So since candles only burn for a certain amount of time you do need to supplement with electric lights for the rest of the evening.

My dad would make sure the string lights went in slightly further into the tree so that no flames would come into contact with wiring.

Once that was done we'd put up our baubles.

The attempt with these was to hang shiny ones somewhere near enough to be able to reflect the light.

Tinsel was always the last item to go on the tree, which I quite enjoyed.

It's challenging to find nowadays, but we had true tinsel made of tin that had such a wonderful weight to them so that they hung nicely without blowing in breezes which might swing them into flames.

I myself currently have different tin elements on my tree that are more akin to icicles but the tin tinsel had a beautiful curtain effect similar to a shiny flapper dress.

I remember taking the time to carefully place three strands separately at the tip of as many branches as we could, which was a lot of tinsel!

Time consuming but well worth it!

Once the tree was decorated, we were to go and gather our own presents for others and put them under the tree.

These would be the only presents under the tree at this point.

So by then it would've been close to dinner time and we kids would get more excited to see the tree near completion.

We would wash up and put on our special outfits to start the evening which constituted setting the dinner table with the fine cutlery, china, and crystal.

Ready for a feast with a Saint!

Dinner of course was a feast and I don't think I need to go into particulars here because everyone eats according to what the family decides.

After dinner, we would help clear the table and go to our rooms to make sure that they were spic and span tidy.

We were told that Saint Nikolaus wouldn't come if our rooms were messy and not to come out until we were called.

Of course, as we got old enough to remember how this unfolds every year, the roughly 10-15 minute wait with anticipation was nerve wracking and we would sit waiting for our names to be called.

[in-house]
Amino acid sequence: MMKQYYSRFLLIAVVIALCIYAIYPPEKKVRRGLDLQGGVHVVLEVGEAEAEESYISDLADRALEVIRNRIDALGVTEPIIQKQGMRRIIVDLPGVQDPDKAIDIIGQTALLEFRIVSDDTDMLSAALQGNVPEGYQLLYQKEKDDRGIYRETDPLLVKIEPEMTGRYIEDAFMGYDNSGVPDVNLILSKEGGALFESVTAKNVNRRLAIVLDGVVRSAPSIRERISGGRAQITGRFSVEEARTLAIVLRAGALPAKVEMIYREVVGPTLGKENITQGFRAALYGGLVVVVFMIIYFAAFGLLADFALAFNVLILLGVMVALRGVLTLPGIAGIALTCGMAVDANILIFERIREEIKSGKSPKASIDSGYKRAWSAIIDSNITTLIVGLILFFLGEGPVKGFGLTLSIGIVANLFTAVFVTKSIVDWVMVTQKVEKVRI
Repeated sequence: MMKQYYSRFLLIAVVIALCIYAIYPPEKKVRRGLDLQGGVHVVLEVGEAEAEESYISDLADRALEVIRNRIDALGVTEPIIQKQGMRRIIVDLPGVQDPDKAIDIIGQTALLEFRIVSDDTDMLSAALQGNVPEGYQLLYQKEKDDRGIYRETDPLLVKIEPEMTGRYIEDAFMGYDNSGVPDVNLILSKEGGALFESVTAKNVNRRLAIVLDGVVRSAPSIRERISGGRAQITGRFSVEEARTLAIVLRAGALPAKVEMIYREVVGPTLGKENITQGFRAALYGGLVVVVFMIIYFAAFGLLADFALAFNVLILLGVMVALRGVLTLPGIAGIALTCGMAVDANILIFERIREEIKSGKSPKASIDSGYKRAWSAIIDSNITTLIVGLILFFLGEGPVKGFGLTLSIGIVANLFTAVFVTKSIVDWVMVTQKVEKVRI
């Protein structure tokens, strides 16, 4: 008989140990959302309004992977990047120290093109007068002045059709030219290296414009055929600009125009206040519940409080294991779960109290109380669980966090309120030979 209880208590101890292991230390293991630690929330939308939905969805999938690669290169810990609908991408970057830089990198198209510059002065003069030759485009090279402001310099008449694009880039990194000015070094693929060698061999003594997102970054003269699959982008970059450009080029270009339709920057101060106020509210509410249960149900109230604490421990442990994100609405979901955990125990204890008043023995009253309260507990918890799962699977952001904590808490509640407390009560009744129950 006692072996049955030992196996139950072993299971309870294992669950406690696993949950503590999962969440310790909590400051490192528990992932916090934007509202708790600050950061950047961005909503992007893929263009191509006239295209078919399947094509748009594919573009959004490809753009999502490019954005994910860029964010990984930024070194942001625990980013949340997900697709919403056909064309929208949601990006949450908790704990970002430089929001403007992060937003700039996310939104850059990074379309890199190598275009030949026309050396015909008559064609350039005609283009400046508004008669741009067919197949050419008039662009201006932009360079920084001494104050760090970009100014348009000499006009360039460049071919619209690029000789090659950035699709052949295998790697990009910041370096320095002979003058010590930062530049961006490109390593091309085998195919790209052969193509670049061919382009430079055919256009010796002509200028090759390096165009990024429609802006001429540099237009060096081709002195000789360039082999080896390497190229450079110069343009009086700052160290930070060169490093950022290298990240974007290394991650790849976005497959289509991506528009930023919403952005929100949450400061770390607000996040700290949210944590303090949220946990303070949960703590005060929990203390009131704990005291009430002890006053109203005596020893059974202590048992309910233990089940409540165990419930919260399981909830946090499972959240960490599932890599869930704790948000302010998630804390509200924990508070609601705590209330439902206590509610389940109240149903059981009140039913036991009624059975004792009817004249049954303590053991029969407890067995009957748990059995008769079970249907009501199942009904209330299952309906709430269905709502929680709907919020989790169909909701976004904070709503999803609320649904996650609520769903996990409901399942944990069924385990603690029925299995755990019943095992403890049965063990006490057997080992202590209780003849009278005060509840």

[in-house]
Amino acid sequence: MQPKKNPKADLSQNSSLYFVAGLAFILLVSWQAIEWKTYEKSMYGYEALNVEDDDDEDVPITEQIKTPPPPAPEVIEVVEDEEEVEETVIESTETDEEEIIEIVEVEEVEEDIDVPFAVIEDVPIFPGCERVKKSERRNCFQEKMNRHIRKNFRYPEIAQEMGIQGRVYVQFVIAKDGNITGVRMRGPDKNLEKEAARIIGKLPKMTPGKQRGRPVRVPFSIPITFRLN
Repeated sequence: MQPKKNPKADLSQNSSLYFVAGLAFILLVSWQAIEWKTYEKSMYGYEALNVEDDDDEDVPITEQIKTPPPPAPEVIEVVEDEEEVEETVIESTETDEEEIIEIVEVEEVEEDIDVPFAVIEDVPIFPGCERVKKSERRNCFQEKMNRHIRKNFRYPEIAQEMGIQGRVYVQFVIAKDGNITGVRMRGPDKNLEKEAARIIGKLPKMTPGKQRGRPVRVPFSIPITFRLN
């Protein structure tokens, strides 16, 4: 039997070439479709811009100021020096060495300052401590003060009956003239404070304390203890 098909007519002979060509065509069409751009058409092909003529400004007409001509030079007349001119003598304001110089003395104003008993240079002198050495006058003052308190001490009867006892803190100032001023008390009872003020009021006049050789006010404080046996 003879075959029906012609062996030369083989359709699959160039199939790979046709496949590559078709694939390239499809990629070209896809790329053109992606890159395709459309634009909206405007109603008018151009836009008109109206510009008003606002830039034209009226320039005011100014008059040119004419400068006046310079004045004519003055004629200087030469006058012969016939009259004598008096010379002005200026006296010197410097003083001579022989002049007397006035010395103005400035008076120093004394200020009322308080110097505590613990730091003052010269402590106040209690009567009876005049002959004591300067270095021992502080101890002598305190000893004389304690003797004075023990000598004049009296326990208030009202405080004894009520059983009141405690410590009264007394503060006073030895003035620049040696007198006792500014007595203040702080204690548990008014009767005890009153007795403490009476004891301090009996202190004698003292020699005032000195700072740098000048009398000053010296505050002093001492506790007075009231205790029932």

We would hear the sound of church bells ringing (which were on the German Christmas Carol records my parents had), making us perk our ears up.

Then our names rang out.

As soon as we opened our bedroom doors we new something special and magical was coming.

We could see warm flickering lights bouncing off the dark walls in the hallway.

Walking toward the beckoning sound and light the anticipation all built into a crescendo when we turned the corner.

Upon seeing the candle lit Christmas tree my eyes would glisten, and it felt like they grew in size in order to soak up the immersive beauty I beheld.

With no other lights on but the candles on the tree, it made the entire space seem like we were in some magical sphere contained with in the glowing light.

I can still remember this giant twinkling tree of my childhood towering above me shining and glowing as if it had been dressed to impress the Saint himself.

My parents, sibling and I would all get snugly on the couches facing the tree and then we would just sing along with the carols that were playing off the record while we enjoyed watching the candles burn.

Of course, the carols give you the opportunity to consider what the Christmas celebration is all truly about.

It's not the gift giving, but considering how this holiday all started...the love and gratitude you feel for you feel about who you are...of being a person that the Christ child would receive.

Since I'm not religious, I imagine it's similar to how it is in Churches when people gather to sing hymns and carols.

Of course, I can't speak to what goes on in everyone elses head but this is where my brain takes me every year when I have an opportunity to recreate this moment.

Once the candles get to the end we make sure to snuff them out and put on the electric lights.

My sibling and I were always excited to be able to give presents so we made sure that our parents got theirs first and then we would go and retrieve one of our presents to open.

We would spend the evening snacking on treats and sipping special drinks in between the gift opening, showing each other what we got, and thanking the gift giver for each gift we opened.

It was a long drawn out event but it really felt like a super special moment.

To this day I search for and try to recreate this sort of special feeling I experienced as a child.

If you try to incorporate some of this magical tradition it could extend and create another level of joy for your holiday season.

I guess I not only shared about the Christmas tree candles but also my memories of Christmas past.

So glad I went there and I hope I was able to take you along with me!

Wishing all of you beautiful souls a blessed holiday, a cozy hearth, a merry time with loved ones, and most of all peaceful hearts!


If you’re interested in the music that we played during these festivities then just click on the link to the Spotify (free to listen to) playlist I created.

Wild Hedge Nest Spotify Weihnachtzeit Playlist